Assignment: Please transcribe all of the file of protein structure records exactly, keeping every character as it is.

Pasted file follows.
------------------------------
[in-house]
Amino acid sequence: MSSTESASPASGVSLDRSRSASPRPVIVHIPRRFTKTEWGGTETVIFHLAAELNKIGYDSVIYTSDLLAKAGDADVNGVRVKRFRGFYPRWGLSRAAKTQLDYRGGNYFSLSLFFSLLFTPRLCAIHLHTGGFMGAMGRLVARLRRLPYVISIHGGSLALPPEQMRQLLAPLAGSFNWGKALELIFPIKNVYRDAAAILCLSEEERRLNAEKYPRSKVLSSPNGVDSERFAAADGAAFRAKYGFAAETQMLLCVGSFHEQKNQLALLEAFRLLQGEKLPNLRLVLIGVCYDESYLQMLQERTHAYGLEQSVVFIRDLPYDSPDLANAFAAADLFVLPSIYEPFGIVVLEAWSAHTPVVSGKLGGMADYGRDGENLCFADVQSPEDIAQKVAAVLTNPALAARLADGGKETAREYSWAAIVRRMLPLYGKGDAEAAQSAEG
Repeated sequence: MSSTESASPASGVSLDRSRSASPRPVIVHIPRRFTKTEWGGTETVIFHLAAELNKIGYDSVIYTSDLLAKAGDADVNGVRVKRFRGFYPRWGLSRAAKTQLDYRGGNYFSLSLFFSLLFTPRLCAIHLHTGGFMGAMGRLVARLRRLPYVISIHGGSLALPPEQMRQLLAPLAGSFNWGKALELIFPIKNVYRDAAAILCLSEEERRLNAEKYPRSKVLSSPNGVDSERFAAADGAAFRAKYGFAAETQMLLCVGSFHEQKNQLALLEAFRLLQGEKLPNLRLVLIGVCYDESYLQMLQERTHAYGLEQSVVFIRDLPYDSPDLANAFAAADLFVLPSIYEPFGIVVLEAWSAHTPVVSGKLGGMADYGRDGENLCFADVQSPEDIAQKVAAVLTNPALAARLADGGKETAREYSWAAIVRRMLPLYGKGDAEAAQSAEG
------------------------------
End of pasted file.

[in-house]
Amino acid sequence: MSSTESASPASGVSLDRSRSASPRPVIVHIPRRFTKTEWGGTETVIFHLAAELNKIGYDSVIYTSDLLAKAGDADVNGVRVKRFRGFYPRWGLSRAAKTQLDYRGGNYFSLSLFFSLLFTPRLCAIHLHTGGFMGAMGRLVARLRRLPYVISIHGGSLALPPEQMRQLLAPLAGSFNWGKALELIFPIKNVYRDAAAILCLSEEERRLNAEKYPRSKVLSSPNGVDSERFAAADGAAFRAKYGFAAETQMLLCVGSFHEQKNQLALLEAFRLLQGEKLPNLRLVLIGVCYDESYLQMLQERTHAYGLEQSVVFIRDLPYDSPDLANAFAAADLFVLPSIYEPFGIVVLEAWSAHTPVVSGKLGGMADYGRDGENLCFADVQSPEDIAQKVAAVLTNPALAARLADGGKETAREYSWAAIVRRMLPLYGKGDAEAAQSAEG
Repeated sequence: MSSTESASPASGVSLDRSRSASPRPVIVHIPRRFTKTEWGGTETVIFHLAAELNKIGYDSVIYTSDLLAKAGDADVNGVRVKRFRGFYPRWGLSRAAKTQLDYRGGNYFSLSLFFSLLFTPRLCAIHLHTGGFMGAMGRLVARLRRLPYVISIHGGSLALPPEQMRQLLAPLAGSFNWGKALELIFPIKNVYRDAAAILCLSEEERRLNAEKYPRSKVLSSPNGVDSERFAAADGAAFRAKYGFAAETQMLLCVGSFHEQKNQLALLEAFRLLQGEKLPNLRLVLIGVCYDESYLQMLQERTHAYGLEQSVVFIRDLPYDSPDLANAFAAADLFVLPSIYEPFGIVVLEAWSAHTPVVSGKLGGMADYGRDGENLCFADVQSPEDIAQKVAAVLTNPALAARLADGGKETAREYSWAAIVRRMLPLYGKGDAEAAQSAEG